This is a category of forensics challenges are the weird ones or at least that's how I feel ๐Ÿ˜„

For most of the audio file, you can use audacity or Sonic Visualiser.

Now there isn't anything fixed but most of the time challenge creator puts the flag in the spectrogram and for that, I have found Sonic visualizer more helpful then audacity, but that's just a personal preference you can get that in both(audacity or sonic). Just get the Spectogram and try to change the color or width of the spectrogram.

In many audio files, there would be some high pitch, in that case, you can try the audio morse decoder. Just upload the file and try to change the speed(only if you are sure that it's a morse code).

Data/Broken files

Now, this is the most difficult category of challenges. They are difficult because they are totally vague.

What kind of challenges are involved in this?

Well a file will be provided and if you try to check the type using file command you'll nothing like

file <filename>
>>> file: data

As you can see the file command doesn't show anything. Also, you won't be able to open the file in anything like when you double click the file system will ask you with which application you'll like to open the file.

How to tackle them?

Well, this is not as easy as using binwalk or string. I am also currently in the process of learning but I'll share what I know.

1) It could be as easy as using binwalk on it ๐Ÿ˜„

Sometime someone might have just hidden the stuff and that "stuff" could be extracted using binwalk or foremost or any other extraction tool. In that case, it would totally depend on what you get after extraction.

2) When the headers are messed up

As I said in the starting that even the file command may also fail, that's because file command looks for specific headers in the starting of the file and if those are recognized it reports the file type.

NOTE file command doesn't only looks for the header it also finds some other magic number at specific positions. You can read more:

Now, this type can vary from very easy to difficult.

The easy ones could be checking the header with xxd or hexyl to find the header

>>> xxd -l8 <filename>


>>> hexyl -n8 <filename>

In both of the command, the number 8 gives the first 8 octets bytes of the file(the headers). If the headers are messed up you can look for similar kind of headers of wikipedia or and try fixing it.


Say we are given an image called hack.png using xxd

>>> xxd -l8 hack.png
45 65 4E 47 0D 0A 1A 0A

These aren't any valid headers but if you replace the 45 with 89 and replace the 65 with 50 i.e the headers become

89 50 4E 47 0D 0A 1A 0A

That would make it a valid PNG file and then you can see what's in it.

This same challenge could be made difficult by keeping the headers of a valid file and the other remaining content/data of different file type which can confuse you.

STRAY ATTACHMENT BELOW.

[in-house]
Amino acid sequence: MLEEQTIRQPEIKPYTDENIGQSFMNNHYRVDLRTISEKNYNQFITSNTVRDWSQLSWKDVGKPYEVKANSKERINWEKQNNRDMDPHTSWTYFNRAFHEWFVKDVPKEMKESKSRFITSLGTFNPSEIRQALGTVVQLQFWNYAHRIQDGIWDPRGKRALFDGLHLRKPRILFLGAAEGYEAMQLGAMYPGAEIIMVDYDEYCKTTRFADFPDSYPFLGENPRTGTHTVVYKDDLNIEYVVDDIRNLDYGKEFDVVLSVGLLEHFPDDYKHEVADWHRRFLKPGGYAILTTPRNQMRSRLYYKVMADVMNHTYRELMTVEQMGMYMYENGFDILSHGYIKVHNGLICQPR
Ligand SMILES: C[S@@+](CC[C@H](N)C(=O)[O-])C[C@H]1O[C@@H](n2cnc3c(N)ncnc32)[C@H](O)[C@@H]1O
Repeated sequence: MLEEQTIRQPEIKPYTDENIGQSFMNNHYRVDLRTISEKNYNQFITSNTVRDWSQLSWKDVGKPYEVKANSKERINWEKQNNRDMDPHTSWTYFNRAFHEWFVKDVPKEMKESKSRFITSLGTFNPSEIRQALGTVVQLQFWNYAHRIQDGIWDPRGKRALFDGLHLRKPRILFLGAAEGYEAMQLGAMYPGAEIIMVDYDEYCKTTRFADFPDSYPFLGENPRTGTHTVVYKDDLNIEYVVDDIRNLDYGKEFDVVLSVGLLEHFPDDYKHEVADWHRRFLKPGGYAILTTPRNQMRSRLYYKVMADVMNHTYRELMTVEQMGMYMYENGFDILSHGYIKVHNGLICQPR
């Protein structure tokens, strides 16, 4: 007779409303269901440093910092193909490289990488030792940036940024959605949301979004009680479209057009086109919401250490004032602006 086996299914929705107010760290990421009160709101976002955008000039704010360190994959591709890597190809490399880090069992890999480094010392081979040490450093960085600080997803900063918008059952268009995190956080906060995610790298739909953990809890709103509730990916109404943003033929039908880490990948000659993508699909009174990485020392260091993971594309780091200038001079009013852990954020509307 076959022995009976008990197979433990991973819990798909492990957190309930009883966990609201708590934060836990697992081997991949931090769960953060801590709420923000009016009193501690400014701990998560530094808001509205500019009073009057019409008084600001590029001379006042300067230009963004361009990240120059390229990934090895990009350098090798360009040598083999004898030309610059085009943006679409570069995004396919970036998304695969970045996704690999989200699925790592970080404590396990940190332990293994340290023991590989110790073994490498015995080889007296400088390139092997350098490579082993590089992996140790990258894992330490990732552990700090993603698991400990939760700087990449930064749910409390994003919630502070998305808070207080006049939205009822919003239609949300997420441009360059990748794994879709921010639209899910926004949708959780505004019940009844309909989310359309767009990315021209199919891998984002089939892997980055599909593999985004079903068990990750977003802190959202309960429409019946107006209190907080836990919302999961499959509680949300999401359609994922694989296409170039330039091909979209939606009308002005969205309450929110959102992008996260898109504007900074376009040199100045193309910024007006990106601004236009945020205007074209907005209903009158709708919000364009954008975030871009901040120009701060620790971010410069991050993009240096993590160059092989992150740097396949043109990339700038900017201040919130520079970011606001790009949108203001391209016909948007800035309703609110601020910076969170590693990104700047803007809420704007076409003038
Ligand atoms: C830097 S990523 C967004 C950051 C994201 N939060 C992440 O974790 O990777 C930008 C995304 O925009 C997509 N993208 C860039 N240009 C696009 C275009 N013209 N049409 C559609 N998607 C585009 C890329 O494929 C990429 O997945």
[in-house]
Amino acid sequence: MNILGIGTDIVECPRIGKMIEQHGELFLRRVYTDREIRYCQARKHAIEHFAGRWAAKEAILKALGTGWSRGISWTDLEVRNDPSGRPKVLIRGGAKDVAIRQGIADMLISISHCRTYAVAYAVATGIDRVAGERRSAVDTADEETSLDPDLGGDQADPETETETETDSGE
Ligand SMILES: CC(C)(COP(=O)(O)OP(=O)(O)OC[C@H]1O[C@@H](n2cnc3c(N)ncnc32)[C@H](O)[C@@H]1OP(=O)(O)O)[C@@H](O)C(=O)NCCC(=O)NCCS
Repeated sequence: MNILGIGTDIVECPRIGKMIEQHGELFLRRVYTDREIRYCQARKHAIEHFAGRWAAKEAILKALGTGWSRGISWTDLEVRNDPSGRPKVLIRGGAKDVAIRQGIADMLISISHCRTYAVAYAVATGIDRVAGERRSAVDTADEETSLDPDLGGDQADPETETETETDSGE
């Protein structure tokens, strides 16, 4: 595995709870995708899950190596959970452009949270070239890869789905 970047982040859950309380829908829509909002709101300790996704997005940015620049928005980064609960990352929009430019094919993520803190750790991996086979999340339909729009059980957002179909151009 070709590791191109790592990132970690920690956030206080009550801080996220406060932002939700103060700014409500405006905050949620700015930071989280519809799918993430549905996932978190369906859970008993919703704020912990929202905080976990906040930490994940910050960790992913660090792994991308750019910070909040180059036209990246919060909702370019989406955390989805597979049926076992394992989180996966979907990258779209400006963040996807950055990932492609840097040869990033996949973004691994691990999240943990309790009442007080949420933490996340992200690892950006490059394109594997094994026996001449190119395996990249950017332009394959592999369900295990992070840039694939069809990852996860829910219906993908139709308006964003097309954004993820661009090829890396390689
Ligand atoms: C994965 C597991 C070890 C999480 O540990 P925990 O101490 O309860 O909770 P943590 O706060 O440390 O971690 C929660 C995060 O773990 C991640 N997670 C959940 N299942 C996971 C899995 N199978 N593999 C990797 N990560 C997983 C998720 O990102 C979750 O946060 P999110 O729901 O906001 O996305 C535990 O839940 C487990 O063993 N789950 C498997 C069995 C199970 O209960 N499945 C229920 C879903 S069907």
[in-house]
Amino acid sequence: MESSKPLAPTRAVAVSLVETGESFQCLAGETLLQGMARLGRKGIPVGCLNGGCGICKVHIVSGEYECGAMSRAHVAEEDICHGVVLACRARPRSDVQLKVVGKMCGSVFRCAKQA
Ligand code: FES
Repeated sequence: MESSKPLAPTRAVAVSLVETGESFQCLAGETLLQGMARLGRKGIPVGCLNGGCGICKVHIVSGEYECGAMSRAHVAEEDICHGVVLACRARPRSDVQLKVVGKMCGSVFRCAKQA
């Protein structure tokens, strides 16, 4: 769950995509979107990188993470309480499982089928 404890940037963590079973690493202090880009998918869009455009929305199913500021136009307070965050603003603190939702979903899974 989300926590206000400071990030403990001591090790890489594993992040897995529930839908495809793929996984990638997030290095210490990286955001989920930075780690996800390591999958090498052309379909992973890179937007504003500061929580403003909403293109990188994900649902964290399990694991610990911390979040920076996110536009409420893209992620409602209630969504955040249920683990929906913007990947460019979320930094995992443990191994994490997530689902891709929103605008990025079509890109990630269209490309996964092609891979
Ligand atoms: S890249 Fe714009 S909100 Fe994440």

We are given a file which is of say .PNG extension. Using file command on it confirms that it's PNG but when we try to open the file in any viewer we can't see anything or the viewer gives an error like Cannot open the file etc That can be very confusing.

The real game could be that creator of the challenge took a ZIP file and replaced the header of that ZIP file with the headers of PNG so tools are reporting it as PNG. But the problem with these kinds of challenges is that they are totally based on how much experience you have with file and stuff. Because to solve these kinds of challenge you'll have to open the file in a hex editor(I use okteta on arch) and then try to recognize the file with the other bytes in the file. Then figure out which byte is messed up and fix that one.

Memory forensics

I just love these kinds of challenges, even though I am very bad at them but I really enjoy working on them.

What type of challenges are included in this category?

Basically you are provided with a memory dump of a hard drive and then you have to answer questions based on them.

I first came across this type of challenges in OtterCTF 2018 (read my writeups).

How to tackle them?

Volatility is your answer. It's a collection of a tool which basically helps you figure stuff out.

You can refer to the following resources for volatility usage:

1) PDF

2) SANS Cheatsheet

3) Command reference

4) aldeid examples

Most common type of questions that are asked :=

1) hostname and computer name of the user

For hostname - Read For Password - Read

You can also use mimkatz

volatility โ€Šโ€”โ€Šplugins=<path-to-mimkatz-file> โ€”โ€Šprofile=<profile-name> -f <memory dump> mimikatz

Sometime mimikatz doesn't give any output in that case you can just follow the first method.

2) Find the IP and port for computer: